It is simple and static, except of course for nature’s movement. Slowing things down forces the viewer to take a much closer look at what’s going on and can, sometimes, transform mundane events into exciting visual studies. (You may notice that the horizon wasn’t level at several points during the capture and the great thing is that you can cut those moments later, if you need to.)

Creating  ”Foam Twins”,  the first of three variations (all using KinoGlitch), I used a simple horizontal mirror that achieves a stunning visual meditation. The viewer’s eye seeks and finds a stable horizon line, only to see it disappear into the sea foam. The inverse graphic and inverse movement can be seen inside viewers’ minds as eyes and brain try to make sense of what they’re seeing which is different from their normal experience. (The experience may be somewhat unsettling as the horizon shifts and elements for which we have a fixed reality change, sometimes drastically. This is a creative process that I enjoy deeply and, like all visual artists, I hope viewers will enjoy, too. I’ve been making moving visual art long enough to understand that not everyone has my sensibilities and that’s always okay with me.)

The second piece, “Foam DADA”, breaks the composition into morphing sections that transform in asymmetrical patterns and include the visual rhythm of the waves. The organisation of the elements in the frame changes constantly as the white sea foam covers the sand and sections of solid blue sky are scattered and moved throughout the frame. (Recognisable content – sky, sand, sea form and a crashing wave – become shapes and moving patterns of color and texture. This process utterly delights me, as the artist, and it’s my hope that viewers’ imaginations will be ignited by these permutations as well.)

This third piece, “Foam Memories”, abstracts the base immediately into moving cubism and then brings back enough detail for the viewer to find a foothold in reality. Creating it, I varied the levels of abstraction so that viewers have just enough recognisable detail to hold onto to get into the piece. Then, as that sliver of information vanishes, eye and brain are forced to fill in the details. When the cubist forms grow large, our imaginations stretch simultaneously, constructing new shapes from shapes we know are there, now seen in brand new ways.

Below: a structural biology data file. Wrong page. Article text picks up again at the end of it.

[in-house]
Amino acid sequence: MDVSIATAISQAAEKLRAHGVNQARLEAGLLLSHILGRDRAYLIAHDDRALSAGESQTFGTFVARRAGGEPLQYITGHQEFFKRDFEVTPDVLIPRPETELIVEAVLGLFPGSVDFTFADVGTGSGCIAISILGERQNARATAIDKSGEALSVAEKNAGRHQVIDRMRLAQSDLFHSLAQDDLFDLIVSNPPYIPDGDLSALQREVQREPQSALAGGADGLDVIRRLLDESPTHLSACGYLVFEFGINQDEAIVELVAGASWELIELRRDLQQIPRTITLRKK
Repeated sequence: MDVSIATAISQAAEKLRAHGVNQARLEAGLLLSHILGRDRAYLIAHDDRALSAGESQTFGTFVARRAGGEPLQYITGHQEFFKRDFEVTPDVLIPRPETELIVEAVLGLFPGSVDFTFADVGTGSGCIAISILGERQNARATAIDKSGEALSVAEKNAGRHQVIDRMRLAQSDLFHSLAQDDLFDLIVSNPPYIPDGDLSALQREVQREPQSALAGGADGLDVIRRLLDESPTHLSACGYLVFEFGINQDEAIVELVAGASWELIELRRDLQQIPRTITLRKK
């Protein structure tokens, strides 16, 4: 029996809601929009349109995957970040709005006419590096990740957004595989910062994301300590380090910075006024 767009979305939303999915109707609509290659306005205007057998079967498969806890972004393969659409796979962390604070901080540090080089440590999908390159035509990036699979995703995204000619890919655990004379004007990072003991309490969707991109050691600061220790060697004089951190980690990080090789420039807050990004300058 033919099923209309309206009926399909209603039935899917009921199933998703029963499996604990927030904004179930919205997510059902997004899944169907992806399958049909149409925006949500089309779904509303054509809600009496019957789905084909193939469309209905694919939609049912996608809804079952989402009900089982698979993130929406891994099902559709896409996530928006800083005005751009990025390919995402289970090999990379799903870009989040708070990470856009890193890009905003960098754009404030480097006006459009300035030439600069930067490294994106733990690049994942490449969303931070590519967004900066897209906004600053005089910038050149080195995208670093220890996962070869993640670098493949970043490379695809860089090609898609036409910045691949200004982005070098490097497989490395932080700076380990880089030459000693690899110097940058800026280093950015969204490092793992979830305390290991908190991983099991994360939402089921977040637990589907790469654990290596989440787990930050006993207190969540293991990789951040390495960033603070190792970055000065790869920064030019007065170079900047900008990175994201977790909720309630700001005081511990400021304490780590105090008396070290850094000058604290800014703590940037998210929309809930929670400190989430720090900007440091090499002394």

To summarise, my “weekend” process has me looking – always – for simple events that I can capture with my iPhone’s video capacities. I make dozens of these kinds of captures anywhere and everywhere I spot simple events. What I’ve shared here is a creative process that started with a slo-motion capture and made use of only KinoGlitch to edit the static frame video footage.

There’s a big world of video capture and editing apps available for the iPhone and I’m working with them all in “retirement.” I’m not always starting with this type of static frame capture for my video art. I love making all kinds of moving visual art. Shortly, I’ll be editing a column here for TheAppWhisperer that will explore more of the tools available and ways I’ve used them to supercharge my creative experience. If you’ve found this piece intriguing, I hope you’ll pick up a few of the apps I mentioned above and join me for an online play and learning process.